I finished translating through the theophanic vision of God in 3:3-15 this morning, and suddenly it hit me how vital this section is in the larger context. I used to view it as a very dramatic portrayal of God’s coming in judgment and salvation, but somewhat random in terms of how it fits into the larger message of Habakkuk, and especially how it relates to Habakkuk’s prayer in 3:2 and declaration of joy in 3:16-19. But today I realized that Habakkuk’s vision of God here in 3:3-15 is drawing from God’s saving deeds in Israel’s history, especially in the Exodus and conquest of Canaan. There are numerous similarities to the songs of Moses, Deborah, and David. Its not just a timeless vision of God in action, but a sort of collage of Israel’s past experiences of God’s salvation. For example, “Teman” and “Mount Paran” in verse 3 recall the journey in the wilderness to the promised land. The flashing rays of verse 4 recall God’s visitation at Mount Sinai. The torrents of water in verse 10 probably recall the drowning of the Egyptians. The stopping of the sun and moon in verse 11, according to most commentators, recalls the cataclysmic events in Joshua 10.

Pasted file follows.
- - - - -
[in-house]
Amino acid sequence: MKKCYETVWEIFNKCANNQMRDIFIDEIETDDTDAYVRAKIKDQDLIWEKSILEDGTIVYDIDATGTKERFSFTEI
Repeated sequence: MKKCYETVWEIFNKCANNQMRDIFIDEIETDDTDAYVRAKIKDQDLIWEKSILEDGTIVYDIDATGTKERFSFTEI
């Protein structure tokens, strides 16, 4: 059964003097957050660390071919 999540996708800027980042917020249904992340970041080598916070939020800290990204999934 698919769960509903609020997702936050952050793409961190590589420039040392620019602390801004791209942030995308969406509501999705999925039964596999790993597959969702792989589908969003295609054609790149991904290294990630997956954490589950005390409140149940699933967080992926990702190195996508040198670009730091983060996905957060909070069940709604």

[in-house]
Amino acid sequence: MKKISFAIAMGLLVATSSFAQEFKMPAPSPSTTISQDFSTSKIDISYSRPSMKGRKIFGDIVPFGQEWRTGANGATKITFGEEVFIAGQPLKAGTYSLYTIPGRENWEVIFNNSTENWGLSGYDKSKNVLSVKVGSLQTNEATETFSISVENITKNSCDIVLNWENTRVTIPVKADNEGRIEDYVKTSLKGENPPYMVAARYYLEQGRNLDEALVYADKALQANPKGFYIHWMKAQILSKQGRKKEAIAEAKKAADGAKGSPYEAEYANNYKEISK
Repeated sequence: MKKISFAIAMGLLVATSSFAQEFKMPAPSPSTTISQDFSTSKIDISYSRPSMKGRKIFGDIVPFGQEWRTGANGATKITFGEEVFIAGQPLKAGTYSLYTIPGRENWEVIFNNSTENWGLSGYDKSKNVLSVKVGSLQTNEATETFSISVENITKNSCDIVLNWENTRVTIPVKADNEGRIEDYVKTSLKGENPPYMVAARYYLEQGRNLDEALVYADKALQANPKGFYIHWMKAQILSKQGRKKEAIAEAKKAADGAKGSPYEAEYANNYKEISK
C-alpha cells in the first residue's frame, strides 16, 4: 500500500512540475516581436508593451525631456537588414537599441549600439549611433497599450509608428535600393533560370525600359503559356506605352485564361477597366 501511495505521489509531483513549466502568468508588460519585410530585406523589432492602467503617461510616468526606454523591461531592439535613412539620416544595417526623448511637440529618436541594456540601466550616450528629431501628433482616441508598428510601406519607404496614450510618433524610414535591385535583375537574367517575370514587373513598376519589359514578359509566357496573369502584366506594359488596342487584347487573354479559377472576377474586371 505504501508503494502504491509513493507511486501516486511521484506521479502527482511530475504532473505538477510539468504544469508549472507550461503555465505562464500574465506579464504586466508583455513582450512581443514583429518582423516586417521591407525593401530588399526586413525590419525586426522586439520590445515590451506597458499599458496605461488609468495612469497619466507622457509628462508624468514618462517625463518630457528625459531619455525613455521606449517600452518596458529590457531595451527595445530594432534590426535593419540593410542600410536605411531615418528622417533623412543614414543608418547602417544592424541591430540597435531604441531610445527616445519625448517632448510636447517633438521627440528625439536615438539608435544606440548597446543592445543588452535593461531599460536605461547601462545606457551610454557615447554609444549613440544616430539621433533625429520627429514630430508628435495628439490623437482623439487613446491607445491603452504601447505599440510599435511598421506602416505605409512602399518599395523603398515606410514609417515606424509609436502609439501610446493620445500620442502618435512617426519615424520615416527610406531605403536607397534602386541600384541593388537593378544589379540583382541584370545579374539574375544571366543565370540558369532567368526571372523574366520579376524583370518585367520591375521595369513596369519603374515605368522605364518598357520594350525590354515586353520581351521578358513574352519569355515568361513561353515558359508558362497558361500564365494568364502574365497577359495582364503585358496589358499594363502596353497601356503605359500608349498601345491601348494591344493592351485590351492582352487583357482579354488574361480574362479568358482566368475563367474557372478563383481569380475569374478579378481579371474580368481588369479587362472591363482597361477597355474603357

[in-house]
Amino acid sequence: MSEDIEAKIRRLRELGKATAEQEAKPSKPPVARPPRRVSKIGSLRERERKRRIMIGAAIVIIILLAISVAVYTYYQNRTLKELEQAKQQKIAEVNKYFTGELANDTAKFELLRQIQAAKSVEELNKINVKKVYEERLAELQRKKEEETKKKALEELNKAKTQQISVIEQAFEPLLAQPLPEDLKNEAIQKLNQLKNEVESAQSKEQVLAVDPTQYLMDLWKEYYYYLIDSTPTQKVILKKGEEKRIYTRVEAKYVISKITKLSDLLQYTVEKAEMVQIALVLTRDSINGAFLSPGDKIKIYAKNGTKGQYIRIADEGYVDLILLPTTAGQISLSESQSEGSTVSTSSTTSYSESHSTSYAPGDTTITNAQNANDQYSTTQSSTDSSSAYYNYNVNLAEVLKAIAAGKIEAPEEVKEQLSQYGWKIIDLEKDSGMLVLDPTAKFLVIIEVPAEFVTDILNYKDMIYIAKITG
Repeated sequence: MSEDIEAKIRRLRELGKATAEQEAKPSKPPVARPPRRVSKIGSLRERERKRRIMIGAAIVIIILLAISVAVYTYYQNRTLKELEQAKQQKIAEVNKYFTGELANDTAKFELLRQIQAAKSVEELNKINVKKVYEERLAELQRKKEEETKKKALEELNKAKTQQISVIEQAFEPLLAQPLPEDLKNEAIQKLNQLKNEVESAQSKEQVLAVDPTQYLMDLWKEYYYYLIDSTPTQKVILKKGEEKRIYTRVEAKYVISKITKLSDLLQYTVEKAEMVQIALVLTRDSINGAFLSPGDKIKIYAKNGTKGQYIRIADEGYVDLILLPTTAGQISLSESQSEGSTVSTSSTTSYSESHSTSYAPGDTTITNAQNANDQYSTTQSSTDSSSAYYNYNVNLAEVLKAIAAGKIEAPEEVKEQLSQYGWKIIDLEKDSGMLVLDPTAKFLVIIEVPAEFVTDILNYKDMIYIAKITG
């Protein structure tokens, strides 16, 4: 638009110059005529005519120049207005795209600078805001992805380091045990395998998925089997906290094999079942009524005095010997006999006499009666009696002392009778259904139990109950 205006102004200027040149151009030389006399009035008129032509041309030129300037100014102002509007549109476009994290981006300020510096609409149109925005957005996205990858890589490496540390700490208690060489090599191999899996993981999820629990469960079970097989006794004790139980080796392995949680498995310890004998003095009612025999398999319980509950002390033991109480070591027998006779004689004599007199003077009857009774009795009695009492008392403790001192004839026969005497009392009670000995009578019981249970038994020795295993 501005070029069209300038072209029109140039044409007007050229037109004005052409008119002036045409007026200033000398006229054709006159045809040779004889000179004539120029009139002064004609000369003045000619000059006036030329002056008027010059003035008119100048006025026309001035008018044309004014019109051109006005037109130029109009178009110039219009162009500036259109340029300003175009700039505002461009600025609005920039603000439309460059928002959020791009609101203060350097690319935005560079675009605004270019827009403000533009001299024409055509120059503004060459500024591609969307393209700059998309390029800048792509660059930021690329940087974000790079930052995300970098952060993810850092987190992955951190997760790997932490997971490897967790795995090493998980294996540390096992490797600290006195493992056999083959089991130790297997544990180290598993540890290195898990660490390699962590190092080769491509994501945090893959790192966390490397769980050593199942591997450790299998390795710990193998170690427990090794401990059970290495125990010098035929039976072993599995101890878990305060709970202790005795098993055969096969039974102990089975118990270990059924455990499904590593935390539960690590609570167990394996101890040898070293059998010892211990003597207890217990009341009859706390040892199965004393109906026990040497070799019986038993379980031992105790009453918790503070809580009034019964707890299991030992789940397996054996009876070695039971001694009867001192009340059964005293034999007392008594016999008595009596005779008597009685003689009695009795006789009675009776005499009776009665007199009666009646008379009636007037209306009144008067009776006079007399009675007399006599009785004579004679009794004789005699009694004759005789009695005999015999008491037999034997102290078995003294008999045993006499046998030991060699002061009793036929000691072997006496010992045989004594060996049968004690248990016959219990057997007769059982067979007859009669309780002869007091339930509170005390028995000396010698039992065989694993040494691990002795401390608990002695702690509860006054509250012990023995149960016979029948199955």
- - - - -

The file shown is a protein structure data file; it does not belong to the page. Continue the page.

Therefore, the vision very appropriately follows from 3:2, where Habakkuk asks God to renew his deeds of old: “LORD, I have heard of your fame; I stand in awe of your deeds, O LORD. Renew them in our day, in our time make them known; in wrath remember mercy.” Roberston, 222: “Habakkuk recalls Israel’s past experience as a means of anticipating the intervention of the Lord in the future.” In other words, what Habakkuk is saying is: “God, work another Exodus today. Come in salvation now like you came back then.”
Why don’t we pray like this more often?